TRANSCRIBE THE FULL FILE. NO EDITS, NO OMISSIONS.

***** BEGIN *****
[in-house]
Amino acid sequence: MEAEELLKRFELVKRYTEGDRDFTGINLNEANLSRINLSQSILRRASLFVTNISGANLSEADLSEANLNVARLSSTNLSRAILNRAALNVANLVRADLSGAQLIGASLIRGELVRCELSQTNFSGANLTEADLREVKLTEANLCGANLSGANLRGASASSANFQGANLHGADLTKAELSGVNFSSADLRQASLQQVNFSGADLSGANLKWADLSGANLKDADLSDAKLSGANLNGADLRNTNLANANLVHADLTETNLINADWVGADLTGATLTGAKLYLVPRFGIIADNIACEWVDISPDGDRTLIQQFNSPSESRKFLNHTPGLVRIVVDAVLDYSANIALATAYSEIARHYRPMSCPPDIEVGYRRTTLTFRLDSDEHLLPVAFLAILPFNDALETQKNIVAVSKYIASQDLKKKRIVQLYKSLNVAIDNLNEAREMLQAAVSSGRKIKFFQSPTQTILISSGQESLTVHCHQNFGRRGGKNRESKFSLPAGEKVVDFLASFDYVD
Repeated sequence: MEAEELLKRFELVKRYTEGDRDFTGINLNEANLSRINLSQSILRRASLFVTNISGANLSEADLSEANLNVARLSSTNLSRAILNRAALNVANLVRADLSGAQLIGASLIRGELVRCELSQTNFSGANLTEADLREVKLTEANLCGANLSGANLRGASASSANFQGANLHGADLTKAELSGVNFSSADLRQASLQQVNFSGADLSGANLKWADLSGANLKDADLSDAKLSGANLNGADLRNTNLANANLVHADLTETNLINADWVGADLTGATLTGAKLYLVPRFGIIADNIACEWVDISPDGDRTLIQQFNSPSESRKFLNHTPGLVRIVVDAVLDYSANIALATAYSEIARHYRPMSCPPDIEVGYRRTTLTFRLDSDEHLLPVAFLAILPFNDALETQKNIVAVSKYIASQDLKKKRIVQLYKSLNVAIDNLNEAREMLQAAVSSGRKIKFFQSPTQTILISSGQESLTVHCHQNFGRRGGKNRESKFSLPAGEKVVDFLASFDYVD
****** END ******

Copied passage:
[in-house]
Amino acid sequence: MEAEELLKRFELVKRYTEGDRDFTGINLNEANLSRINLSQSILRRASLFVTNISGANLSEADLSEANLNVARLSSTNLSRAILNRAALNVANLVRADLSGAQLIGASLIRGELVRCELSQTNFSGANLTEADLREVKLTEANLCGANLSGANLRGASASSANFQGANLHGADLTKAELSGVNFSSADLRQASLQQVNFSGADLSGANLKWADLSGANLKDADLSDAKLSGANLNGADLRNTNLANANLVHADLTETNLINADWVGADLTGATLTGAKLYLVPRFGIIADNIACEWVDISPDGDRTLIQQFNSPSESRKFLNHTPGLVRIVVDAVLDYSANIALATAYSEIARHYRPMSCPPDIEVGYRRTTLTFRLDSDEHLLPVAFLAILPFNDALETQKNIVAVSKYIASQDLKKKRIVQLYKSLNVAIDNLNEAREMLQAAVSSGRKIKFFQSPTQTILISSGQESLTVHCHQNFGRRGGKNRESKFSLPAGEKVVDFLASFDYVD
Repeated sequence: MEAEELLKRFELVKRYTEGDRDFTGINLNEANLSRINLSQSILRRASLFVTNISGANLSEADLSEANLNVARLSSTNLSRAILNRAALNVANLVRADLSGAQLIGASLIRGELVRCELSQTNFSGANLTEADLREVKLTEANLCGANLSGANLRGASASSANFQGANLHGADLTKAELSGVNFSSADLRQASLQQVNFSGADLSGANLKWADLSGANLKDADLSDAKLSGANLNGADLRNTNLANANLVHADLTETNLINADWVGADLTGATLTGAKLYLVPRFGIIADNIACEWVDISPDGDRTLIQQFNSPSESRKFLNHTPGLVRIVVDAVLDYSANIALATAYSEIARHYRPMSCPPDIEVGYRRTTLTFRLDSDEHLLPVAFLAILPFNDALETQKNIVAVSKYIASQDLKKKRIVQLYKSLNVAIDNLNEAREMLQAAVSSGRKIKFFQSPTQTILISSGQESLTVHCHQNFGRRGGKNRESKFSLPAGEKVVDFLASFDYVD